What Is Hyperhidrosis?
Hyperhidrosis is a common condition, characterized by excessive sweating, that can have a substantially negative impact on one’s quality of life.
Focal (or primary) hyperhidrosis commonly affects the axillae, palms, soles, or face.
Generalized hyperhidrosis involves the entire body and is usually related to an underlying condition.
Hyperhidrosis Is a Common Condition
In a survey mailed to 150,000 households, 2.9% reported that they experienced excessive or abnormal/unusual sweating.
About half reported axillary hyperhidrosis.Approximately one third of individuals with axillary hyperhidrosis reported that either their sweating is barely tolerable and frequently interferes with daily activities or is intolerable and always interferes with daily activities.
Hyperhidrosis affects a much larger proportion of the US population than previously reported.
Focal hyperhidrosis is mostly primary/idiopathic. Usual sites include plantar, palmar, axillae, and face; onset is mostly at puberty/early adulthood.
Generalized hyperhidrosis is usually secondary in nature and can be caused by:
- Drugs, toxins, substance abuse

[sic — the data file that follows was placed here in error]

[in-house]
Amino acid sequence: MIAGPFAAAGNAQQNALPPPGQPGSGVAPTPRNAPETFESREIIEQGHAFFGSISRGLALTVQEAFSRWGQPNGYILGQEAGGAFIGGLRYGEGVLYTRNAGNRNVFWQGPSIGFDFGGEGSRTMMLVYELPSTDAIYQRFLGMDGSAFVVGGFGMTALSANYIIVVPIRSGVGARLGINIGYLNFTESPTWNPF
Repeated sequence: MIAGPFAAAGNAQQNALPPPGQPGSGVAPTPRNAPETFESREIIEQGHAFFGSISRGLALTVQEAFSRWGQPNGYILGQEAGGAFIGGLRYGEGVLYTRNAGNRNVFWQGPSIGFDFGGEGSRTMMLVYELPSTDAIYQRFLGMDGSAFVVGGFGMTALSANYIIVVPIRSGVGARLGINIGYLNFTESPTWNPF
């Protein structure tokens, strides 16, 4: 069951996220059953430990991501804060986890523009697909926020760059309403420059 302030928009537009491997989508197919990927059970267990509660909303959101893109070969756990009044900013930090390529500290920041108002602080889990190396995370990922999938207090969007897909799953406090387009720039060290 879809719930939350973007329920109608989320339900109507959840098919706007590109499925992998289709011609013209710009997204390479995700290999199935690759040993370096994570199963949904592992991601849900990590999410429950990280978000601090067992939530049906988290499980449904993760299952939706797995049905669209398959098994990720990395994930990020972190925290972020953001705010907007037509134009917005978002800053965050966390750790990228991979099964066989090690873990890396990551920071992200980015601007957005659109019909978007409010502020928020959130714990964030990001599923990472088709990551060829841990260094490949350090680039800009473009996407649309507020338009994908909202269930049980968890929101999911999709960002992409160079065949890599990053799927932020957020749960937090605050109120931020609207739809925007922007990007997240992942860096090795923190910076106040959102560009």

- Cardiovascular disorders
- Respiratory failure
- Endocrine/metabolic (eg, carcinoid tumor, hypoglycemia, menopause)
Diagnosis of primary focal hyperhidrosis can be made on the presence of visible and excessive sweating of at least 6 months’ duration without apparent cause, along with at least two of the following characteristics:
- Bilateral and relatively symmetric
- Impairs daily activities
- Frequency of at least one episode per week
- Age at onset: younger than 25 year
- Positive family history
- Cessation of focal sweating during sleep
Treatment Options for Hyperhidrosis
Treatment options for hyperhidrosis include topical antiperspirants, botulinum toxin type A, oral anticholinergic agents (eg, glycophyrrolate), iontophoresis (passage of ions by means of an electrical current into the skin), or surgery (eg, local sweat gland resection, endoscopic thoracic sympathectomy)
Please contact us for further information on treating Hyperhydrosis with Botulinum Toxin Type A.